When did this become the ultimate characteristic that defines and describes a workout? The way we gauge if the movement completed was indeed that, a workout and the success of a said workout? Why does it have to feel so hard all the time?
Was it the re-birth and popularity of HIIT (high intensity interval training) training? Was it Crossfit? What was it?
It feels like these days that unless I am borderline puking my guts out, or shaky to the point of “no, I cannot do one more rep” and “yes- that is all I’ve got,” I have not done anything beneficial for my body.
How wrong this way of thinking is?
The fascination with pushing and hurting is not a new one at all. In fact, it is understood and known that a level of discomfort is required to make new gains/ speeds/ power thresholds. Any athlete knows this. Being great is more than just talent, there is a substantial amount of hard work and grind that is iced with sweat to get good, really, really, really good. These workouts are strategically programmed for a team and an athlete and definitely not done every day- so why do we, the generic population, think we have to go “at it” all the time?
When did it become lost that the humble walk is more than that, it is indeed a workout too, and not just what it is considered as now, a tool for relaxation and calming the mind?
Evidence suggests that 2 intense sessions of HIIT (High Intensity Interval Training) style training is all that is needed a week to make maximal fitness gains. However, talking to a lot of my clients and friends, it appears that everyone is doing HIIT or some version of an intense workout at least 5-6 times a week as the norm. Even their restorative workouts such as yoga and the humble walk are intense sounding with pockets of HIIT.
Why? Where did the good old high/ low go? You know, that class to music where you laugh, get a bit sweaty but to improve your cardiovascular fitness at the same time? Where is that YIN- which in my opinion is of much more benefit now to the population than ever before. Can you tell me?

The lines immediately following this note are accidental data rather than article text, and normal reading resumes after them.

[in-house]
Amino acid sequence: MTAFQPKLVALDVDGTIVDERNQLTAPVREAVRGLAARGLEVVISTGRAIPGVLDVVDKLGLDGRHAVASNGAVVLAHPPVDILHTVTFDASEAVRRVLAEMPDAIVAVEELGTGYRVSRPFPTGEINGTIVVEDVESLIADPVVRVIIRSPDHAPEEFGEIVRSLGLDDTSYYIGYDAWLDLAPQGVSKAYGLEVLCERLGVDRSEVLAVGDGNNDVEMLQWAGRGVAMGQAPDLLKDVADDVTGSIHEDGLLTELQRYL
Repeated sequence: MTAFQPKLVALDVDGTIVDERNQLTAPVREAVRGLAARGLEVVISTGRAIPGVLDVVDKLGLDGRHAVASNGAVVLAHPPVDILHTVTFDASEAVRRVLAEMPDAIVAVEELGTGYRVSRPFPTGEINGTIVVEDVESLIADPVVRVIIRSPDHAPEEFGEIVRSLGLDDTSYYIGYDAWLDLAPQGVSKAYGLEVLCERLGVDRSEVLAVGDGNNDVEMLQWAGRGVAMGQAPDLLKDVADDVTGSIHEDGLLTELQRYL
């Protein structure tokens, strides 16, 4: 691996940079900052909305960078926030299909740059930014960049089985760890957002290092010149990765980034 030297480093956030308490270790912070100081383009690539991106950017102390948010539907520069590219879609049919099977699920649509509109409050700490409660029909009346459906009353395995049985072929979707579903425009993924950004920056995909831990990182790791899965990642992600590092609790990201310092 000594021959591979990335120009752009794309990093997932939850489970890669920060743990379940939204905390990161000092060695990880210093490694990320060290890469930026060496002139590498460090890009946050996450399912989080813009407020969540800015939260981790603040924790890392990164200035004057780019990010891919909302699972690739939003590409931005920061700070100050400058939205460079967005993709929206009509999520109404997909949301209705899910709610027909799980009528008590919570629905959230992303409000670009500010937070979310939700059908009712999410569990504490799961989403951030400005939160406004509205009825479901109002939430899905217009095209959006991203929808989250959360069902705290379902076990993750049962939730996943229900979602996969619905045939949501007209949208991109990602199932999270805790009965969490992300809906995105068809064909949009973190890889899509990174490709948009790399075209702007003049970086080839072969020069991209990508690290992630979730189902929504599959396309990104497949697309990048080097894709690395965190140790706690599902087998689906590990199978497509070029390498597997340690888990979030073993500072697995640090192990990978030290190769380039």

It is no wonder that as the gym population and those already committed to the fitness industry make things harder and harder in movement and workout feels, the gap between the fit and healthy and those in need of health support gets wider. The barrier is bigger, the fence is higher. Those that have the desire to starting a healthier lifestyle and follow the advertised path of paying to attend a gym/ box/ club face huge anxiety and a realm of self- doubt before even stepping into these spaces let alone trying a class/ workout led and driven by intensity. It is no wonder people choose to walk on the treadmill and ride the bikes, it is scary! It feels odd and scary! These members get a little lost in the membership system and end up becoming loyal donation makers to a profitable place that should be catching and nurturing this market. Maybe this was your story?
What is the answer? I would love to see a resurgence in people focused, imperfectly perfect movement. You do not have to “go hard” in every single workout. Recommended guidelines are that we move in some way 3-4 times a week for a minimum of 20 minutes. Start with stepping outside the front door. Take a good walk with some friends, partner or a pet and value that time as more than just a commitment to your health. It is an investment into you. Going too hard can be detrimental to your long term health with a stream of hormonal cascades that occur and can take you further from fitter, stronger and healthier.
There are some great community incentives such as walking groups, park workouts and aqua classes that are starting to nurture people new to fitness and health, and even those who are not necessarily new, but do not feel like thrashing their bodies day in and day out. Try some of these.
If you feel a bit lost and resonate with these words, get in touch firstname.lastname@example.org or even better, if you are ever in Glen Innes, Auckland, message me- we can do a workout together!